Tackling the threat of climate change and COVID-19 were the dominant themes of leaders' speeches Wednesday at the U.N. General Assembly annual debate.
"While the world was fighting against the COVID-19 pandemic, the climate crisis also struck at full force," said President Andry Rajoelina of the African island nation of Madagascar.
Successive years of climate change-driven droughts have ravaged parts of his country. This year, swarms of locusts and armyworms have wiped out crops. The U.N. says more than 1 million Malagasy people in the country's south are "marching toward starvation" with thousands already in famine-like conditions
"If we do not act, the crisis will continue and get worse," Rajoelina said of the consequences of global warming. "Madagascar calls upon each state to act in an equitable fashion and commensurate with their polluting activities."
In six weeks, nations will meet in Glasgow, Scotland, for a progress report on the 2015 Paris Climate Agreement. All signs point to the planet falling short of keeping global warming to a cap of 1.5 degrees Celsius. British Prime Minister Boris Johnson has focused much of his engagement this week on getting the robust commitments needed to reach that target.
Rich nations have benefited from growth that resulted in pollution, and now "have a duty to help developing countries grow their economies in a green and sustainable way," Johnson said in a Twitter post Monday. He is due to deliver his address late Wednesday.
Combating climate change was among the topics of discussion in separate meetings U.N. Secretary-General Antonio Guterres held Tuesday with Guatemalan President Alejandro Giammattei and Honduran President Juan Orlando Hernandez ahead of their remarks to the assembly.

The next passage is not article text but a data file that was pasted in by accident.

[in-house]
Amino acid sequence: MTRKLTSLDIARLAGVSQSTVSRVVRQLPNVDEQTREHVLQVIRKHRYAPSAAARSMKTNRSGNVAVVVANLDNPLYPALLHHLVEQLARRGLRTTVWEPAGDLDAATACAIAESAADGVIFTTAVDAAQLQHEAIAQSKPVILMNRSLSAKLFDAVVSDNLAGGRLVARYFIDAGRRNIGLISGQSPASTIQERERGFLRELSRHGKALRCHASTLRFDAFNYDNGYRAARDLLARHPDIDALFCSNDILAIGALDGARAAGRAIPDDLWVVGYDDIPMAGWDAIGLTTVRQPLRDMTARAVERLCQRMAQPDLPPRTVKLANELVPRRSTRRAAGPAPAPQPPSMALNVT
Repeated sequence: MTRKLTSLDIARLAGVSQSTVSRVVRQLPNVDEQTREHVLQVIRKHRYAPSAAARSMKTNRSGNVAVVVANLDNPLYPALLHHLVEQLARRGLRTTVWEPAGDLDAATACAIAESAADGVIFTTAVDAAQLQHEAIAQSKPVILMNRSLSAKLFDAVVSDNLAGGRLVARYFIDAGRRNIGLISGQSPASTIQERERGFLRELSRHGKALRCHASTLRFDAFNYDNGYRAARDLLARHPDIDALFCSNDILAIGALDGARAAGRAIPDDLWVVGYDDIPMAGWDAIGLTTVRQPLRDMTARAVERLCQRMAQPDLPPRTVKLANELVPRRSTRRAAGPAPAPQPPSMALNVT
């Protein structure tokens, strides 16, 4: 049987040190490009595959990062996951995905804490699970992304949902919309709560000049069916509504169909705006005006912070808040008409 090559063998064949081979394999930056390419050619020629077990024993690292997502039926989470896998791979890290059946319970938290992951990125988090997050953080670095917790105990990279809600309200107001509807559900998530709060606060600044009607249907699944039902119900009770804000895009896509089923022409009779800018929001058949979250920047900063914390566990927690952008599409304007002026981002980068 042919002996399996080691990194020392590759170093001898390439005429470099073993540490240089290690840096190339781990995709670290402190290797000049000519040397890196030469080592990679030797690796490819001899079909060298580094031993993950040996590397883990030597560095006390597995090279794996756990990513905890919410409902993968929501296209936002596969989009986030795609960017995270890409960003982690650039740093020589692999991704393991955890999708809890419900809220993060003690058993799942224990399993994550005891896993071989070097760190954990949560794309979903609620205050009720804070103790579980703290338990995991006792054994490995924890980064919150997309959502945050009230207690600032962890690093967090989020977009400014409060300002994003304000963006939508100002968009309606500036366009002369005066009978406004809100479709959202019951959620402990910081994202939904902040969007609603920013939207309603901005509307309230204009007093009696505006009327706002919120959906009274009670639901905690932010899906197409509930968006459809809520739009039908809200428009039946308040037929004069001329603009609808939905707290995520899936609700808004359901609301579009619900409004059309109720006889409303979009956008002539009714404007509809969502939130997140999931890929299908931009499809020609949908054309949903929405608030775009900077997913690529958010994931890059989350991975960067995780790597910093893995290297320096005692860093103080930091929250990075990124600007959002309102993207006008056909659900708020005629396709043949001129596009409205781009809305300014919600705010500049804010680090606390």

After the coronavirus pandemic kept heads of state from attending last year's General Assembly meetings, about 100 are attending this year's session in New York. Others are choosing to stay home and deliver recorded remarks.
U.S. President Joe Biden delivered his remarks in person on Tuesday and then returned to Washington, where he convened a virtual summit Wednesday on ending the COVID-19 pandemic.
"We're not going to solve this crisis with half-measures or middle-of-the-road ambitions, we need to go big," he said. "And we need to do our part: governments, the private sector, civil society leaders, philanthropists. This is an all-hands-on-deck crisis."
He announced that the United States — which has already donated some 600 million vaccine doses to developing countries — is buying another 500 million doses of the Pfizer vaccine to give to low- and middle-income countries. They will start shipping out in January 2022.
Entrenched geopolitical issues also came up.
In video remarks, Jordan's King Abdullah reiterated the need for a two-state solution for Israelis and Palestinians, while Saudi Arabia's King Salman bin Abdulaziz al-Saud chastised Iran over its nuclear activities.
"We support international efforts aimed at preventing Iran from developing a nuclear weapon," King Salman said. "We are very concerned at Iranian steps that go counter to its commitments, as well as daily declarations from Iran that its nuclear program is peaceful."
Only three female leaders were scheduled to speak Wednesday in a field of 30, highlighting the obstacles women still face in reaching the highest levels of government.
Meanwhile, it is mostly on the margins of the U.N. General Assembly debate that the real diplomacy takes place.
Wednesday evening the foreign ministers of the five permanent members of the U.N. Security Council — Britain, China, France, Russia and the United States — were to meet.
Britain's newly appointed foreign secretary, Liz Truss, said the group shares an interest in maintaining stability in volatile regions and in preventing terrorism.
Source: Voice of America